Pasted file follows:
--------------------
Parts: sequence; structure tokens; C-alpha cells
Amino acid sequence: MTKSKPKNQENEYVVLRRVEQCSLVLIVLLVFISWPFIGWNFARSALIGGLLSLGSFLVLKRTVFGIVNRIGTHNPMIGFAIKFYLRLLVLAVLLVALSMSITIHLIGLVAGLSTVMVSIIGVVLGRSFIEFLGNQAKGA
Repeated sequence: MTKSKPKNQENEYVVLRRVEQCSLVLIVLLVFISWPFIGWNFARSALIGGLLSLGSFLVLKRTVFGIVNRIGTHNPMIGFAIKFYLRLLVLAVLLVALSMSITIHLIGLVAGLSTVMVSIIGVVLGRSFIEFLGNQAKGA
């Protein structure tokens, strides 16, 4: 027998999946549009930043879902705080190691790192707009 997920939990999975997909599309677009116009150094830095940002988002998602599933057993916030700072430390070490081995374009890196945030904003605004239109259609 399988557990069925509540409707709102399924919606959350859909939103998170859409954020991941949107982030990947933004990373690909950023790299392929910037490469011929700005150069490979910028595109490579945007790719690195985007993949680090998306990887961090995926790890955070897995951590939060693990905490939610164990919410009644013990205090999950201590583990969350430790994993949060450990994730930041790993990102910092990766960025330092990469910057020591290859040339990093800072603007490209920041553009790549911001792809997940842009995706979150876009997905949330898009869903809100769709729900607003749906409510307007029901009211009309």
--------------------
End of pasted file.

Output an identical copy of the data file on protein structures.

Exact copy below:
Parts: sequence; structure tokens; C-alpha cells
Amino acid sequence: MTKSKPKNQENEYVVLRRVEQCSLVLIVLLVFISWPFIGWNFARSALIGGLLSLGSFLVLKRTVFGIVNRIGTHNPMIGFAIKFYLRLLVLAVLLVALSMSITIHLIGLVAGLSTVMVSIIGVVLGRSFIEFLGNQAKGA
Repeated sequence: MTKSKPKNQENEYVVLRRVEQCSLVLIVLLVFISWPFIGWNFARSALIGGLLSLGSFLVLKRTVFGIVNRIGTHNPMIGFAIKFYLRLLVLAVLLVALSMSITIHLIGLVAGLSTVMVSIIGVVLGRSFIEFLGNQAKGA
């Protein structure tokens, strides 16, 4: 027998999946549009930043879902705080190691790192707009 997920939990999975997909599309677009116009150094830095940002988002998602599933057993916030700072430390070490081995374009890196945030904003605004239109259609 399988557990069925509540409707709102399924919606959350859909939103998170859409954020991941949107982030990947933004990373690909950023790299392929910037490469011929700005150069490979910028595109490579945007790719690195985007993949680090998306990887961090995926790890955070897995951590939060693990905490939610164990919410009644013990205090999950201590583990969350430790994993949060450990994730930041790993990102910092990766960025330092990469910057020591290859040339990093800072603007490209920041553009790549911001792809997940842009995706979150876009997905949330898009869903809100769709729900607003749906409510307007029901009211009309």